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Monday, August 10, 2009

When India 'Exported Terror' - II

"Till 1977,...The Balochi fighters were trained in the deserts of Rajasthan. We also provided them with financial and diplomatic assistance."
- Mohan Guruswamy, in an Op.-Ed. published in The Tribune on August 2, 2009


Sidhusaaheb said...

I read with an amazing interest the extract of an article by Mr. Mohan Guruswamy. After having seen this brief, I linked to the Tribune and read the complete story composed by M.G. It was a highly interesting, yet an eye opening read. Although Mr. M.G. laments the policy having been abandoned by the successive Janta party government, yet he thinks it should not have been.

I personally do not wish such type of articles to come up on blog sites which endeavor to inculcate an environment of friendship and goodwill between the two countries (as it appears to me like two kids quarrelling together while playing the chestnut game; in which the one who can throw more chestnuts in the pit wins the game). However, more so it happens when one of the kids gets moody and starts pissing into pit, thus spoiling the game altogether. Well that’s the way the kids are born to be, care free, moody and without any lust. But things get really sauer when states or their writers, strategists and policy makers start thinking and behaving like kids, yet not with the innocence the kids have while playing their games.

The theory or planning M.G. has or may be having in his mind, may be good one theoretically but practically states need to behave more maturely. (And this includes Pakistan as well).
While M.G. mentions the policy of Indira Gandhi as very “realpolitical” he should not forget there are so many people in Pakistan of the like of M.G. thinking something similar about India.

Although I personally have a strong interest in politics, yet I do not think politics of aggrandizement between India and Pakistan is going to do any good to either of these two states. And as far as his mentioning about Balochistan, well we do have an anti Punjab feeling there, however this anti Punjab factor is more of an exercise of obtaining their due rights out of the central exchequer and I being a Punjabi do think our Balochi brethren are 100 percent right. But this does not mean that Balochistan is going to secede or wishes to secede from Pakistan. M.G. should know that the four provinces of Pakistan are not only geographically coherent but also culturally and economically as well. The Indus civilization which prospered in Harrapa and Moenjo Daro actually originated in Balochistan. So through centuries Punjab, Sindh, Balochistan and Pakhtun Kawah have been interconnected, historically, geographically as well as economically.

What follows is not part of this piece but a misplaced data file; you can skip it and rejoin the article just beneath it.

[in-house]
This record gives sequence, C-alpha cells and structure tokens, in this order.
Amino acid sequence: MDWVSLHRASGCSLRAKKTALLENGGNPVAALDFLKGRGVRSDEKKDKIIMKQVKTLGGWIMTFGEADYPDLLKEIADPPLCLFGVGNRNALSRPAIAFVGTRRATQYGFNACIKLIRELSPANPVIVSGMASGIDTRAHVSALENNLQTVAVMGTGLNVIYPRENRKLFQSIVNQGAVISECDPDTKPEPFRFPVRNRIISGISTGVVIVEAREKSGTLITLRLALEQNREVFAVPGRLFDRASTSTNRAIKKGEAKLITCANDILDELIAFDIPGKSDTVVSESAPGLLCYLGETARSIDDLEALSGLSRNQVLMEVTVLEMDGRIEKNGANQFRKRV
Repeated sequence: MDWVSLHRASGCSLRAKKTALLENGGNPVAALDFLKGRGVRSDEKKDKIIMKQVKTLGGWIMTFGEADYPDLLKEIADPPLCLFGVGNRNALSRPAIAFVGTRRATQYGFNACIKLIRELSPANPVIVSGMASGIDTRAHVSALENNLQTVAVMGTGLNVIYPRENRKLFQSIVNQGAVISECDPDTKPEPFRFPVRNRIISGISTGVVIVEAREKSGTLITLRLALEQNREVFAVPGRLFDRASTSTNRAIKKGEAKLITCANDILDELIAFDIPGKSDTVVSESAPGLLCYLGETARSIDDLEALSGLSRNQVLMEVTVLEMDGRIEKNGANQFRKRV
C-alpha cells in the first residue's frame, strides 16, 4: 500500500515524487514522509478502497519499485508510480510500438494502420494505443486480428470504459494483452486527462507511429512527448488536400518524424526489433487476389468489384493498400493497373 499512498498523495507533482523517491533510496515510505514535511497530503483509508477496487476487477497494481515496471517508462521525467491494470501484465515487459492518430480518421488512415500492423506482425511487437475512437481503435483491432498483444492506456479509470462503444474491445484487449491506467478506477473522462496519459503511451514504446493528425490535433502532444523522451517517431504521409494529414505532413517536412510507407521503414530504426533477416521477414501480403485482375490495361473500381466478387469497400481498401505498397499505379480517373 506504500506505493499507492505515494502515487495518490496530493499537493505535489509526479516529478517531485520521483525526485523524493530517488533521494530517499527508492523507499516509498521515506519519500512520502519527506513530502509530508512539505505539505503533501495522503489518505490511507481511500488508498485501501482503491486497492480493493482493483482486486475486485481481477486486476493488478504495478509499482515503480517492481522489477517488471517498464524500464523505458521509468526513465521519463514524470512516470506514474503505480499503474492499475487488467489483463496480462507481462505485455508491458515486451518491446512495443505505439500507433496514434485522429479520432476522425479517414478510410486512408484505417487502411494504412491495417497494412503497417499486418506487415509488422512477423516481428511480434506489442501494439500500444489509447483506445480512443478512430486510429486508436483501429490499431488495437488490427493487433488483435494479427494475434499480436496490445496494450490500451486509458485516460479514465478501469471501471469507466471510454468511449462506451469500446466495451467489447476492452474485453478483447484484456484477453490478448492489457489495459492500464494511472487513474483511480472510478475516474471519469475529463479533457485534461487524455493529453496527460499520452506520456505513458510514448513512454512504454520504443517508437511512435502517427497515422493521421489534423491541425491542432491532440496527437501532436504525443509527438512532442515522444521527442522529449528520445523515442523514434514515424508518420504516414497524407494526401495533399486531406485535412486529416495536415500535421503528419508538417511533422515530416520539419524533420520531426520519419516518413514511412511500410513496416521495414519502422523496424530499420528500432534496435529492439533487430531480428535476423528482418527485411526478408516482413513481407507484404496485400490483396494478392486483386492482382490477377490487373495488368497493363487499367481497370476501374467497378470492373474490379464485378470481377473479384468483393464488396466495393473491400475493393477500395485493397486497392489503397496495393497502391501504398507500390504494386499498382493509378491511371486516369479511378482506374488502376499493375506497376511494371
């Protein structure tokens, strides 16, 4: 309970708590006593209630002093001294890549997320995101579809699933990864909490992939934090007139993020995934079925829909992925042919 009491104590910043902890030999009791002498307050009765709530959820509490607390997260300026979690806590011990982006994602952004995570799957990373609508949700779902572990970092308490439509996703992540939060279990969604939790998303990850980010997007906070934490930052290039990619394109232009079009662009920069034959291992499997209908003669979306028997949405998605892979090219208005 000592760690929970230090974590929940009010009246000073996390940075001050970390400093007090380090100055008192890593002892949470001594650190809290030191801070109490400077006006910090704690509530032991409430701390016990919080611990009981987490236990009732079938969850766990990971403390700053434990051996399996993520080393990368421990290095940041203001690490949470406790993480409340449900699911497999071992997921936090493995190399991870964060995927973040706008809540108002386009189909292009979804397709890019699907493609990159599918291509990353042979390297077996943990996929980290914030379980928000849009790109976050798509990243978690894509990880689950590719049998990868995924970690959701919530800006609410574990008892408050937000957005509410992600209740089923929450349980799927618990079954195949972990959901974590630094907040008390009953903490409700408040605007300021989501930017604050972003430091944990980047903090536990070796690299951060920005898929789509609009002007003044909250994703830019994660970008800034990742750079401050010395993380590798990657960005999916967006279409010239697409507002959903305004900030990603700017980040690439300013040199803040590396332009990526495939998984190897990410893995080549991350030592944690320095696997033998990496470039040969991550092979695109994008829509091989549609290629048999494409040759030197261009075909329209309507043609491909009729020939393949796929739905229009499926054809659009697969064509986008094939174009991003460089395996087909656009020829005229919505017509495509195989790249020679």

I have many a times been to Balochistan. I even once traveled in my small Suzuki FX (Mehran) from Lahore to Quetta crossing all the way from Multan, to Dera Ghazi Khan, Lora Lai, Ziarat and Quetta.

The people there are very friendly and hospitable but they are ‘anti-centric’ as much as any body in Pakistan who belongs to the common citizenry could be. The politicians (civil as well as military guys have plundered this country and in this regard the common citizens of Pakistan whether from Punjab, NWFP, Sindh or Balochistan have equally suffered at
Nayyar Hashmey | Homepage | 09.10.09 – 7:34 pm | #

Sidhusaaheb said...

I do not endorse or intend to endorse the views expressed by Mohan Guruswamy in his article.

I have published the extract here since there have been denials all around, in India, about the role played by Indian intelligence agencies in Balochistan and this is the first acknowledgement of such a role that I have come across in the Indian news-media.

It often so happens that people in either India or Pakistan accuse the intelligence agency of the other country of fomenting violence in their own country, but are either not aware of or are unwilling to acknowledge the similar role that their own country’s intelligence agency is or has been playing in the other country.

Unless people on both sides acknowlegde all that has been happening and recognise it as a mistake, whether in India or in Pakistan, there can hardly be a lasting solution, in my opinion, to the problems between the two countries.

It is not that only Pakistan has been ‘exporting terror’ to India or only India has been ‘exporting terror’ to Pakistan. The truth is that India and Pakistan have both been ‘exporting terror’ to each other’s countries.

I believe that acceptance of the facts and the recognition of these occurrences as mistakes by both sides can prove to be stepping-stones towards the achievement of lasting peace between India and Pakistan.
Sidhusaaheb | Homepage | 09.10.09 – 8:05 pm | #